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Foreign Law in American Courts

California Court Rejects Lebanese Bigamous Marriage


From In re Marriage of Elali & Marchoud, decided yesterday by the California Court of Appeal (written by Justice Carol Codrington and joined by Presiding Justice Manuel Ramirez and Justice Douglas Miller):

While Mr. Samir Elali was married to Ms. Angeles Elali and resided with her in California, Samir married Ms. Mayssa Marchoud in Lebanon. {Samir[ testified] that he married Angeles in 1987, and had remained married to her for almost 35 years, including when he married Mayssa in Lebanon in 2012.} After Samir attempted to terminate the Lebanese marriage, Mayssa filed a petition in California for spousal support without dissolution against Samir. The trial court ruled the Lebanese marriage was bigamous and therefore void under Family Code section 2201, subdivision (a)…. We … conclude the trial court did not err in ruling the bigamous Lebanese marriage was void under section 2201(a)[:]

[A subsequent marriage contracted by a person during the life of his or her former spouse, with a person other than the former spouse, is illegal and void, unless:

(1) The former marriage has been dissolved or adjudged a nullity before the date of the subsequent marriage.

(2) The former spouse (A) is absent, and not known to the person to be living for the period of five successive years immediately preceding the subsequent marriage, or (B) is generally reputed or believed by the person to be dead at the time the subsequent marriage was contracted.] …

Under [Family Code] section 308, "[a] marriage contracted outside this state that would be valid by laws of the jurisdiction in which the marriage was contracted is valid in California." … Mayssa argues that although Samir had two simultaneous marriages, the second marriage in Lebanon was valid because Lebanese law permits bigamy….

McDonald v. McDonald (Cal. 1936) and Brandt v. Brandt (Cal. App. 1939) state that in California, a bigamous marriage is against public policy and therefore invalid…. Penal Code section 281 [also] demonstrates that in California a bigamous marriage is against public policy and therefore application of section 2201(a) to such a bigamous marriage is proper even if the bigamous foreign marriage is valid under the law of the situs of the marriage. Penal Code section 281 states that "Every person having a spouse living, who marries … is guilty of bigamy." Penal Code section 281 further states in relevant part that, "[u]pon a trial for bigamy, … when the second marriage … took place out of this state, proof of that fact, accompanied with proof of cohabitation thereafter in this state, is sufficient to sustain the charge."

And the court concludes that Estate of Bir (Cal. App. 1948), which did consider an Indian polygamous marriage in deciding how property was to be distributed on death in the absence of will, was limited to such intestate succession controversy:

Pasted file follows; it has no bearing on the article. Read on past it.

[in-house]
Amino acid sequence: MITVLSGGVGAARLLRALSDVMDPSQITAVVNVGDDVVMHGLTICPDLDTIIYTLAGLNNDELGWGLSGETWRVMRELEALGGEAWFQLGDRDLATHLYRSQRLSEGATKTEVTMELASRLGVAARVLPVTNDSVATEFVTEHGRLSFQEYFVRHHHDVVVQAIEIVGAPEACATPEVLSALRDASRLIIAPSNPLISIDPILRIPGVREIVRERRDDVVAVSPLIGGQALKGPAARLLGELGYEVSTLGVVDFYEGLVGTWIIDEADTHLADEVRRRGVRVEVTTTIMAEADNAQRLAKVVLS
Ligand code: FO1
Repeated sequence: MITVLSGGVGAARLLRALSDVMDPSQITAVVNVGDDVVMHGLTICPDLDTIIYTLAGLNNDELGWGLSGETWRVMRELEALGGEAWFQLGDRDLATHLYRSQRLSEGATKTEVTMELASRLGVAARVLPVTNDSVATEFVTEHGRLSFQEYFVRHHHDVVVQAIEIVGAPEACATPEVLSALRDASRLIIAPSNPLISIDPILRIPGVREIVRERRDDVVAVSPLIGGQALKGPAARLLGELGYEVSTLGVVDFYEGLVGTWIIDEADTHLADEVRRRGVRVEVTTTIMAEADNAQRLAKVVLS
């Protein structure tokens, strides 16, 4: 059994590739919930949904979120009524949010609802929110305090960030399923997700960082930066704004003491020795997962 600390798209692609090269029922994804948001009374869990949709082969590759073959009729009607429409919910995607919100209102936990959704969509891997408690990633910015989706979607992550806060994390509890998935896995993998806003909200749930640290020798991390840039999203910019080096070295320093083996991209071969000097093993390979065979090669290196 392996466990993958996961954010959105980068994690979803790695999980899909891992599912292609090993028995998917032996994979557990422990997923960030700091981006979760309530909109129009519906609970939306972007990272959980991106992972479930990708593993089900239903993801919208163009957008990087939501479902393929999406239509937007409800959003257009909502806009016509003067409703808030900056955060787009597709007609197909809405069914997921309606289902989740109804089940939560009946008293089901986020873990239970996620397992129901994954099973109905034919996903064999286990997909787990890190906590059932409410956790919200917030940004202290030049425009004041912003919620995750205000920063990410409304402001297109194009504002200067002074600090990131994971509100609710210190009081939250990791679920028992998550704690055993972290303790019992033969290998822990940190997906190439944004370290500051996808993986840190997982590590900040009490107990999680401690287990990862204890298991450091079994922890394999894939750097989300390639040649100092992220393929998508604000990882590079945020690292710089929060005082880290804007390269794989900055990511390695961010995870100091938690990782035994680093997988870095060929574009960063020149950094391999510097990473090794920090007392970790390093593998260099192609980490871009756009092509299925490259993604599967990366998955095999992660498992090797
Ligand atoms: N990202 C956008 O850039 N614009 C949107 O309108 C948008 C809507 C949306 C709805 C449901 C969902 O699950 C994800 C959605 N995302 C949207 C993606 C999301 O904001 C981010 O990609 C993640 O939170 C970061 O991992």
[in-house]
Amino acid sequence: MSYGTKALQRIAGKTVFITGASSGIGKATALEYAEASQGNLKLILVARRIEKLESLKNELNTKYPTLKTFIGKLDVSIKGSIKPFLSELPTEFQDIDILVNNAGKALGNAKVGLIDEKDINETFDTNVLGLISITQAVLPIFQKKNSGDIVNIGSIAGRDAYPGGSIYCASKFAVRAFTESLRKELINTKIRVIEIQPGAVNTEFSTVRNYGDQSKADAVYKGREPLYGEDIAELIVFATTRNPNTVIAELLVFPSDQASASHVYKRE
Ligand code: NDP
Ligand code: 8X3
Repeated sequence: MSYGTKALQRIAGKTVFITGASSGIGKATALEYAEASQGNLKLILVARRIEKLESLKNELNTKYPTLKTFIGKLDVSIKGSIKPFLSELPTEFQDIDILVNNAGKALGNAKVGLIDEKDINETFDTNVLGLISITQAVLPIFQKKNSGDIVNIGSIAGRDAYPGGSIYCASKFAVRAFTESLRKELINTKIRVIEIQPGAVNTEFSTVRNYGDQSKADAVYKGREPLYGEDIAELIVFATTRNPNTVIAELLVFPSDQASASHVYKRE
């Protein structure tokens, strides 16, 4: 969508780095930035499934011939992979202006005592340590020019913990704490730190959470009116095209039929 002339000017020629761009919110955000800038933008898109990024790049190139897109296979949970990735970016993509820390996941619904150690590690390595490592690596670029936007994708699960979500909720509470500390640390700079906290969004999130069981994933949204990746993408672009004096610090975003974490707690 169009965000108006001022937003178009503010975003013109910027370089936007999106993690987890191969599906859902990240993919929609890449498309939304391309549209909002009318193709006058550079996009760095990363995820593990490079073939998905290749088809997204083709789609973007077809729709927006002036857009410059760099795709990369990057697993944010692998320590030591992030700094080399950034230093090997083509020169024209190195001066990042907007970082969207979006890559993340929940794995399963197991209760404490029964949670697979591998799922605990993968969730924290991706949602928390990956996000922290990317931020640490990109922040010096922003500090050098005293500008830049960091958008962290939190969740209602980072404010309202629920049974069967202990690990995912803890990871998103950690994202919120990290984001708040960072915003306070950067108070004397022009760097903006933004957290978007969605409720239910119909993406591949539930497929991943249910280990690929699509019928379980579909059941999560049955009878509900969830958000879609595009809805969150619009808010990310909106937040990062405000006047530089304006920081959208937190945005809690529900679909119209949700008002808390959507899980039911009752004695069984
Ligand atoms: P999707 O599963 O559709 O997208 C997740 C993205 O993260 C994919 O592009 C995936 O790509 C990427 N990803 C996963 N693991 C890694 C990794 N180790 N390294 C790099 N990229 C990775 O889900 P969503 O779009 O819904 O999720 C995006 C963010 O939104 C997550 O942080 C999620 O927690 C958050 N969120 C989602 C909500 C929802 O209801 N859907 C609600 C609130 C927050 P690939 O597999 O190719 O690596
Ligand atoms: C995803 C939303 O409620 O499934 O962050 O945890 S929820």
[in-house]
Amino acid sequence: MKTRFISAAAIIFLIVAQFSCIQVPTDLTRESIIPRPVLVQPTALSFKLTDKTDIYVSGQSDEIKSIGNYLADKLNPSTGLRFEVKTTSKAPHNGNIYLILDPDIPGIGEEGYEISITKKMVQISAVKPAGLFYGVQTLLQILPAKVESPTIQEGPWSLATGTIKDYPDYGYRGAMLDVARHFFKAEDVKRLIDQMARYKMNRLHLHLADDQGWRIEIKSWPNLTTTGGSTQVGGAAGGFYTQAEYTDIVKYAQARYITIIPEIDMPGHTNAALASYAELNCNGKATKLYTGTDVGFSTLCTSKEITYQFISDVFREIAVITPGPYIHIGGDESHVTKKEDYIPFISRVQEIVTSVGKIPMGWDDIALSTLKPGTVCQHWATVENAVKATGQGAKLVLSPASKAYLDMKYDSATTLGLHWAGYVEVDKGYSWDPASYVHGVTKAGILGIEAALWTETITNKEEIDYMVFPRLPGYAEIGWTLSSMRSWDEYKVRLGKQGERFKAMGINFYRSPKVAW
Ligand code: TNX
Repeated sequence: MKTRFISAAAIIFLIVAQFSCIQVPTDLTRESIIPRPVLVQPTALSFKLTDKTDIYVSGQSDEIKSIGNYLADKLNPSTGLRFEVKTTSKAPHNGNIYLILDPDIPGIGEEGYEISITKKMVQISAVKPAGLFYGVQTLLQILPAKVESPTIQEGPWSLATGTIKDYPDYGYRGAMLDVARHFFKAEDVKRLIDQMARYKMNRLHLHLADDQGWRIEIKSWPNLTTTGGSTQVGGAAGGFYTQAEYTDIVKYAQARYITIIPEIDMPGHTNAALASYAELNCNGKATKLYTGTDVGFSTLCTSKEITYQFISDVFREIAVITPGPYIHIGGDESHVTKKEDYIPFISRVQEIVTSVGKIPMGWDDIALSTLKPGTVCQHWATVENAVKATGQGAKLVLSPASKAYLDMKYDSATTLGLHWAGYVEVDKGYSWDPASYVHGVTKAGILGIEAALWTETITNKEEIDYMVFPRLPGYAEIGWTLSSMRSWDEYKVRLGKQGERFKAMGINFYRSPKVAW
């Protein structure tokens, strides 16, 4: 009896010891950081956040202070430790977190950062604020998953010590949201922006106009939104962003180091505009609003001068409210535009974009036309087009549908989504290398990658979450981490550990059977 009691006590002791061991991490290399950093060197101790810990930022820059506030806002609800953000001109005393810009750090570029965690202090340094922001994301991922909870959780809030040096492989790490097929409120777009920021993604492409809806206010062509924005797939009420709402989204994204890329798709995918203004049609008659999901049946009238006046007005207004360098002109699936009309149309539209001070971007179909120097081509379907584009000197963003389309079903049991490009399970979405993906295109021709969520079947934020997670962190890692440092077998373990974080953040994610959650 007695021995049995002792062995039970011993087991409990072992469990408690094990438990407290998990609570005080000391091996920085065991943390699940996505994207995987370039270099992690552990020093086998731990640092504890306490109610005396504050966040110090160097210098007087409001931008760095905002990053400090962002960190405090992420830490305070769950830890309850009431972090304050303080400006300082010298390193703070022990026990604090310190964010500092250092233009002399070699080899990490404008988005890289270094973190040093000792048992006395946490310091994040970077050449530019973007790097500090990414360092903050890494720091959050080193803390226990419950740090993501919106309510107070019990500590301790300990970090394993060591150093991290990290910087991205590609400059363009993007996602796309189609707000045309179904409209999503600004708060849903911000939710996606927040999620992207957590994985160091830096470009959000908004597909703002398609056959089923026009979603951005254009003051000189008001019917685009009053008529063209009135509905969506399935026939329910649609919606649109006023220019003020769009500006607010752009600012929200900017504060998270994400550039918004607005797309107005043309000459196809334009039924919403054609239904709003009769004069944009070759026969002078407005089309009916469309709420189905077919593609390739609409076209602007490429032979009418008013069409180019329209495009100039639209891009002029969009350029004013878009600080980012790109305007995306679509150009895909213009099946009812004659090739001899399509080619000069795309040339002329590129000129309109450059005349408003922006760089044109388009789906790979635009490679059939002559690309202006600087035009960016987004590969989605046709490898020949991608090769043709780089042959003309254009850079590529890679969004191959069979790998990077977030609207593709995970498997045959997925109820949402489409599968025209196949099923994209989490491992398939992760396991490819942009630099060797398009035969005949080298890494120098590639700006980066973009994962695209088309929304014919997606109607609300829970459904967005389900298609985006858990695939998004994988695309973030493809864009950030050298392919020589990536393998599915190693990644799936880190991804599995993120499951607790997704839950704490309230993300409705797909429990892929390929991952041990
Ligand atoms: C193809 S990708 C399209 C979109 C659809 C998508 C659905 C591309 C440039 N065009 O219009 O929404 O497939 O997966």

In Bir, the court recognized under principles of comity, the decedent's marriage entered in India, where the laws of India permitted bigamous marriages. Bir is inapposite because the court's recognition of the bigamous foreign marriage was solely in the context of a petition to determine intestate succession by the decedent's two wives, who were residents of India, not California.

The court in Wong v. Tenneco, Inc. (Cal. 1985) explained that the public policy exception to the comity doctrine "precludes application of a foreign state's law where to do so would violate California's public policy. [Citations.] The standard, however, is not simply that the law is contrary to our public policy, but that it is so offensive to our public policy as to be 'prejudicial to recognized standards of morality and to the general interests of the citizens ….' [Citations.]" Even when a foreign law offends public policy, "it may still be applied in a limited context where the potential harm is minimal," as the court found in Bir [in the context of intestate succession only, India's law permits polygamy to be applied under principles of comity].

The court in Bir stated that "Where only the question of descent of property is involved, 'public policy' is not affected…. True, there are cases holding invalid polygamous marriages entered into in places where such marriages are legal, but in each such case found, all the parties were living and no question of succession to property was considered…. 'Public policy' would not be affected by dividing the money equally between the two wives, particularly since there is no contest between them and they are the only interested parties."

In the instant case, unlike in Bir, the parties to the bigamous marriage are both living, there is a dispute over their marital rights to support and the division of property under the California Family Code. Section 2201(a), Penal Code section 281, and case law supports the determination that bigamous marriages in California are against public policy, illegal, and thus void. We therefore conclude the trial court properly ruled that the Lebanese bigamous marriage was void under section 2201(a)….